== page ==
Early Season Snowpack and Seasonal Snowpack in the Upper Kern River Basin, 1970-2001
Prepared by Gary Valle'
Last update 10/15/2002.
Does a below average snowpack in the Upper Kern River basin in December increase the likelihood of a below average seasonal snowpack? Examination of available data suggests this may be the case.
The Upper Kern River (N.F. Kern River) has a drainage area at Kernville, California of about 1,000 sq. miles. It is one of the highest river basins in California, with Mt. Whitney, and several other 14,000 ft. peaks, within its boundaries. As a result of its high elevation, most of the runoff produced by the basin falls as snow. (Occasionally systems with a lower latitude origin and strong tropical connection will result in rain at high elevations of the basin.)
The daily revised snow water content from the Upper Tyndall Creek and Pascoes snow sensors was examined. These stations were selected because they are at a high enough elevation that most precipitation falls as snow, and they have the longest (1970-present) and most complete data records. The data was obtained from CDEC and has not been reviewed for accuracy. The record was relatively complete with few missing values. Missing values were interpolated, or in a very limited number of cases, estimated using snow survey data or other snow data.
For each year, the mean December snow water equivalent (SWE) and a 7 day average SWE centered on April 1 was calculated. The maximum Jan-May SWE was determined, and Means were then computed for the December SWE and the maximum Jan-May SWE for the period of record.
The following chart shows the preliminary results for Upper Tyndall Creek. (The ENSO state for October, November and December (OND), and January, February and March (JFM) is also shown. This was taken from the Climate Prediction Center's Cold and Warm Episodes by Season.)
At Upper Tyndall Creek the mean December SWE was 5.2 inches (blue dashed line) and the mean seasonal maximum was 27.8 inches (red dashed line). Of 18 Decembers that had below average SWE, 15 (83%) had seasonal maxima that were below average. The average seasonal maximum in seasons with below average December SWE was 20.4 inches (73% of mean, SD 10.0). The average seasonal maximum in seasons with average or above average December SWE was 37.3 inches (134% of mean, SD 15.1).
Is the observed reduction in snowfall due simply to December's contribution? To examine this question, the SWE on December 31 was subtracted from the seasonal maxima to produce an adjusted total. At Upper Tyndall Creek of 18 Decembers with below average SWE, 13 (72%) had adjusted totals that were below average. The average adjusted total in seasons with below average December SWE was 17.4 inches (86% of adjusted mean, SD 9.1). The average adjusted total in seasons with average or above average December SWE was 22.9 inches (116% of adjusted mean, SD 13.9). This suggests that the reduced seasonal total is due in part to December's contribution, and due in part to reduced snowfall after December.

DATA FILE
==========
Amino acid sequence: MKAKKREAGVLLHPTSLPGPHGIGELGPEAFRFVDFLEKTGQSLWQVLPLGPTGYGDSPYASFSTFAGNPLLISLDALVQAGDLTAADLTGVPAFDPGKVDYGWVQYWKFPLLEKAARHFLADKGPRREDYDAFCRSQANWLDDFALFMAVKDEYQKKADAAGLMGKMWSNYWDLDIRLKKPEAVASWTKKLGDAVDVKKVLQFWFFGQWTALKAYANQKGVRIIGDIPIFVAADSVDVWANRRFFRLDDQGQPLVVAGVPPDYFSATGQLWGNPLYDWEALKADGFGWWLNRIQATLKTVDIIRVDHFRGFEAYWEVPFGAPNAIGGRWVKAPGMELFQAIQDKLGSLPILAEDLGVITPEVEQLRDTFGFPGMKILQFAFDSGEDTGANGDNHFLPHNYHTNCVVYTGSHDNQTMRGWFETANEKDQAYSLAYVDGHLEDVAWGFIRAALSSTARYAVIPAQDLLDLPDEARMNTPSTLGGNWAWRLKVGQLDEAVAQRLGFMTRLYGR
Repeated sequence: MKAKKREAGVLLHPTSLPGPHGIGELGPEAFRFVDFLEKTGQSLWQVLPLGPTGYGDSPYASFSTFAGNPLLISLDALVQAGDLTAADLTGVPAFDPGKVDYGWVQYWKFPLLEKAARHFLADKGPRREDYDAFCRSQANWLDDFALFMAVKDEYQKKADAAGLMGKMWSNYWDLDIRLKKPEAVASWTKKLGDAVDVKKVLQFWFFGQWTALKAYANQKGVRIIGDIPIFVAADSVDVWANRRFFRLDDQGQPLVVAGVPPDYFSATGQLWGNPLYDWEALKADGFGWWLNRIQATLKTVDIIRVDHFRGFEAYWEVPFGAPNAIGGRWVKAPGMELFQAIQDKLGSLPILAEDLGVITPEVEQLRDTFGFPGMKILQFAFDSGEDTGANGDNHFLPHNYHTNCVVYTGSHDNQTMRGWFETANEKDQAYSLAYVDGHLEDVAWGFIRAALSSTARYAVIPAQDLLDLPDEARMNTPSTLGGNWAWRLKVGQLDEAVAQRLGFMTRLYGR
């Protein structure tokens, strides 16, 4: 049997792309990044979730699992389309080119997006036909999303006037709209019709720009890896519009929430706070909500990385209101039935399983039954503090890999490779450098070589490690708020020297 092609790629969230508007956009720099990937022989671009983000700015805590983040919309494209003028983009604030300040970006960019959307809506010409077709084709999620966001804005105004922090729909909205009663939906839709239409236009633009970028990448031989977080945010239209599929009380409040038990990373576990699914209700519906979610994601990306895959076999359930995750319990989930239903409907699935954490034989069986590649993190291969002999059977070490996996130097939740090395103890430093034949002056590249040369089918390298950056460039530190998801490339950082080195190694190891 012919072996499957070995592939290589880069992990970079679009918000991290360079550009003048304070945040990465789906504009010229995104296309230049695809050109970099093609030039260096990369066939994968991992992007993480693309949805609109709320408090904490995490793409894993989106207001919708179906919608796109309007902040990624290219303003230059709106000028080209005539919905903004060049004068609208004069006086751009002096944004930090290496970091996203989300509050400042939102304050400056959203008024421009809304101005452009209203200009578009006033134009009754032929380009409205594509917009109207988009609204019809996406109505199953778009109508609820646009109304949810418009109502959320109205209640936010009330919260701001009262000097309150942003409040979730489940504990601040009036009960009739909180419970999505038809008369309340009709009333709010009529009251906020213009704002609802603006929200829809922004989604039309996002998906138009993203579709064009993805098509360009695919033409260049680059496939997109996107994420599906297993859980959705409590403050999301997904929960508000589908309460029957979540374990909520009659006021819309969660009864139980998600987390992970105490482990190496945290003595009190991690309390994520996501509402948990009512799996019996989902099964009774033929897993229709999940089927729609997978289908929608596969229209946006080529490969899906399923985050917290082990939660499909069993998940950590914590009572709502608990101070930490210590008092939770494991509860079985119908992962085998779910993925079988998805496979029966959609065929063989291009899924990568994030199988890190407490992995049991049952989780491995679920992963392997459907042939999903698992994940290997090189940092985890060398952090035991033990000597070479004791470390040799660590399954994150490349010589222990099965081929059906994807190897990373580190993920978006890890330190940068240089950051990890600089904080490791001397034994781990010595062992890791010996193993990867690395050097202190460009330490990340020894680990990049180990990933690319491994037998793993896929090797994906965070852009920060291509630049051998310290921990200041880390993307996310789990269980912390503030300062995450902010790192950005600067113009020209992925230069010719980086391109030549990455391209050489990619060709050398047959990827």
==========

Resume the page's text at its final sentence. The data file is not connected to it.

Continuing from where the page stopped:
The results for Pascoes were also charted. The mean December SWE was 5.5 inches and the mean seasonal maximum was 30.7 inches. Of 21 Decembers that had below average SWE, 15 (71%) had seasonal maxima that were below average. The average seasonal maximum in seasons with below average December SWE was 26.6 inches (87% of mean, SD 10.7). The average seasonal maximum in seasons with average or above average December SWE was 38.5 inches (125% of mean, SD 18.2).
From year to year the mean December and seasonal snowpack at Upper Tyndall Creek and Pascoes are extremely variable. Presumably this is because a small number of storms contribute significantly to the snowpack and any single storm may substantially increase the snowpack.
Since the snowfall pattern is so variable, you wouldn't necessarily expect snowfall in December to be an indicator of seasonal snowfall. However, the difference in the average seasonal maximum SWE for seasons with below average December SWE and seasons with above average December SWE does appear to be statistically significant.
Based on the historical data for Upper Tyndall Creek (UTY), if the average December snowpack is below normal, the maximum seasonal snowpack at UTY would be expected to be (95% Conf.) in the range of about 15.4 to 25.4 inches SWE. If the average December snowpack is above normal, the maximum seasonal snowpack at UTY would be expected to be in the range of about 28.5 to 46.0 inches SWE. At Pascoes the expected ranges would be about 21.8 to 31.5 inches SWE (below avg. Dec.) and 26.3 to 50.8 inches SWE (above avg. Dec.).
If the data is normalized using a square-root transform the expected range for maximum seasonal snowpack at UTY is 14.1 to 24.8 inches SWE for below average Decembers and 26.4 to 43.6 inches for above average Decembers.